The women just roared laughing. ‘Guffawing’  was  the  term  used. No woman, they argued, would turn up to have anonymous sex in the dark with a man they couldn’t see. Was he old? Was he diseased? Does  he smell? Was  he a psychopath? Moreover,  he  was  in  a  remote cabin, in a bunk bed. Are you joking? This  is  not going to happen. Apparently, the men were offended.  Arguments  ensued. St Clair  suggested  this  set  the  seed  for  the  end  of  her relationship.

So there it is. Enjoy  reading  your  blockbuster  novel.  But  try  to  remember the first Rule of Book Club. The sex discussed in Book Club, stays  in  Book  Club. Or you might find yourself very lonely tonight.

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Stuck in a Fog of Negativity? You must meet Taku.

Surround yourself with positive people. Keep away from the ENERGY VAMPIRES who suck the energy out of you. No references needed. Just Google Negative People Instagram or Pinterest. You will have heard these mantras often enough.

The problem is you can be stuck in a fog of negativity without realising it. The fog is just there. Try aging, for starters. Nearly every conversation begins with a litany of health woes. So much so, I try to instigate a friend’s idea. We call it Renata’s Rule: ’10 minutes on health issues then move on.’

It has been a great joy to me to connect up with Taku Mbudzi. Taku emanates a radiant field of positive energy. Funny,  enthusiastic, inspiring. Taku is  a  skilled  writer, broadcaster  (She has appeared on The Project with Charlie Pickering),  podcaster  (See below)  and public speaker. More  importantly, to meet Taku is equivalent  to  popping  a ‘positive  vibe  pill’  if such a thing existed. Taku  is  young, energetic and funny, and I’m sure many students would benefit from being exposed to Taku’s positive force field. You can find out more about Taku here.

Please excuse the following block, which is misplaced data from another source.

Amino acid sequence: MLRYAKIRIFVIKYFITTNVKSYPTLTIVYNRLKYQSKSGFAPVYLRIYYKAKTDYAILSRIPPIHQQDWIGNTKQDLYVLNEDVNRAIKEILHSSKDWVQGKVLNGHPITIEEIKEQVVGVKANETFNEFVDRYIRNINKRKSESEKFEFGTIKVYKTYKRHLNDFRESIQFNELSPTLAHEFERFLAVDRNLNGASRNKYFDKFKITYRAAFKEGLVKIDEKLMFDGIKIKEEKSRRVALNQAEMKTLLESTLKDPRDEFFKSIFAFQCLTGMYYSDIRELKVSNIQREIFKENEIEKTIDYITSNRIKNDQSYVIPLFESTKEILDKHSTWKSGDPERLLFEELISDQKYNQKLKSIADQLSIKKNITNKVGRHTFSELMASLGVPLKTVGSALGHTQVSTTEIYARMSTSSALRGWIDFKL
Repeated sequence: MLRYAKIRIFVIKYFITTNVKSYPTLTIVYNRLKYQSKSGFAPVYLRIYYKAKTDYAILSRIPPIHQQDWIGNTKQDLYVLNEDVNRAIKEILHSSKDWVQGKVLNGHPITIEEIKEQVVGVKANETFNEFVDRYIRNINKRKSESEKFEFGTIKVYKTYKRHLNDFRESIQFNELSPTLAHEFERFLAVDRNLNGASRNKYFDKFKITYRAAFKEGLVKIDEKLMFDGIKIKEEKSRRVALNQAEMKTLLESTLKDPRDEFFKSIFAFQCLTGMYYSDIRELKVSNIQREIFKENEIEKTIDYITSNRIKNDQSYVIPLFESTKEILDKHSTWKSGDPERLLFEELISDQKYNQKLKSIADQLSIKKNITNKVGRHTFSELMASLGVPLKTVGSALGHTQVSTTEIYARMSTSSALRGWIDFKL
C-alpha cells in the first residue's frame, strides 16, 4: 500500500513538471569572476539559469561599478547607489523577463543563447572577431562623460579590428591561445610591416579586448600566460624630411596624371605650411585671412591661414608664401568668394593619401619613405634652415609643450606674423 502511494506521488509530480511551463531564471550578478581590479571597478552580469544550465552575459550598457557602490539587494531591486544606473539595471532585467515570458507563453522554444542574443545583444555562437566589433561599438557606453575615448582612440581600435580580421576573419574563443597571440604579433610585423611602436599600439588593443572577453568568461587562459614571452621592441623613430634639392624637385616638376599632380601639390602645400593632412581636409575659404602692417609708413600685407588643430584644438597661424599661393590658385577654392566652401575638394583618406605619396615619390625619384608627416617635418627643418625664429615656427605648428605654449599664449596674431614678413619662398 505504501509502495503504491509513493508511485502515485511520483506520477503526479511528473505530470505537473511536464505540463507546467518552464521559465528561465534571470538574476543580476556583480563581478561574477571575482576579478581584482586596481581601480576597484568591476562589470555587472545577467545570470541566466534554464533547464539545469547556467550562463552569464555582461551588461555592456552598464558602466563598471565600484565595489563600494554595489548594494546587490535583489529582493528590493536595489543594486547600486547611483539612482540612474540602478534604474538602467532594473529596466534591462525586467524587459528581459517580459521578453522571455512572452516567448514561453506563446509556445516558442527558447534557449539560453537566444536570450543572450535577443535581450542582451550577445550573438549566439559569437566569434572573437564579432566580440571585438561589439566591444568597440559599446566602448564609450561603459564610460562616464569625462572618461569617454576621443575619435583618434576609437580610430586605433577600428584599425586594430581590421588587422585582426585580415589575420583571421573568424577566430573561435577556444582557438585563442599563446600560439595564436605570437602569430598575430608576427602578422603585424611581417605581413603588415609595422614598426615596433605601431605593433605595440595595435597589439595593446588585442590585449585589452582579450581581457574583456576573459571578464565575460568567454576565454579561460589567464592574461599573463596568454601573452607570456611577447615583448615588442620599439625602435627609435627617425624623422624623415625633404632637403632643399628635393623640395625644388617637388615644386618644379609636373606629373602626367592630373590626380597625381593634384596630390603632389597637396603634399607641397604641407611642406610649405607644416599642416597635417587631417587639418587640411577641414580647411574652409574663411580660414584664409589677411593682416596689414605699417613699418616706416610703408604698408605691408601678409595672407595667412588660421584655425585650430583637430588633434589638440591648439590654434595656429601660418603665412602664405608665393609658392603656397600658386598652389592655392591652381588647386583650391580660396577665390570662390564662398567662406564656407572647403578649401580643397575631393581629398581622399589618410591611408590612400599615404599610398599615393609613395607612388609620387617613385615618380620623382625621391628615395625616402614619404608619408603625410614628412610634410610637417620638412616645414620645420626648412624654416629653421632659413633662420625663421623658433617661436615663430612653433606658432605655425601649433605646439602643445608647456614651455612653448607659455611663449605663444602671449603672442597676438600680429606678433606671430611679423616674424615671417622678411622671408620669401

I have been  delighted  to  be  involved  with  Taku’s  podcasts  talking  about  ways  to tackle professional writing. In the first podcast we looked at writing newspaper articles. The second podcast involved getting a book published.

Being  interviewed  by  Taku  reminded me of one of my own vital traits. My younger self was undaunted by  the  challenge  of becoming  a  professional  writer,  simply  because I was so optimistic. Rejections – I could wallpaper my house with rejection slips – just bounced off me. Timing and luck played their part. But I just kept at it until I found my niche.

Episode 18 – Writing [Fake] News Articles with Journalist and Author Kerry Cue

Episode 19 – Getting Published in Australia with Author and Maths Blogger Kerry Cue

How many American Idiots does it take to change a light bulb? Guess!

There is one notable difference between Aussie idiots and American morons.

In Australia it has become, in recent times, something of a traditon for some on Australia Day, to drink from Fosters tinnies, don thongs and an Aussie flag – worn, often, instead of a t-shirt and celebrate our nationhood  by  doing  donuts  in  a ‘pretty boy’ – that  is  immaculate and brightly coloured – ute with an Aussie flag fluttering from the radio aerial. The rest of the nation do tend to think they are idiots. But there is, however, one big difference between Aussie idiots and American morons that makes us proud. (See below)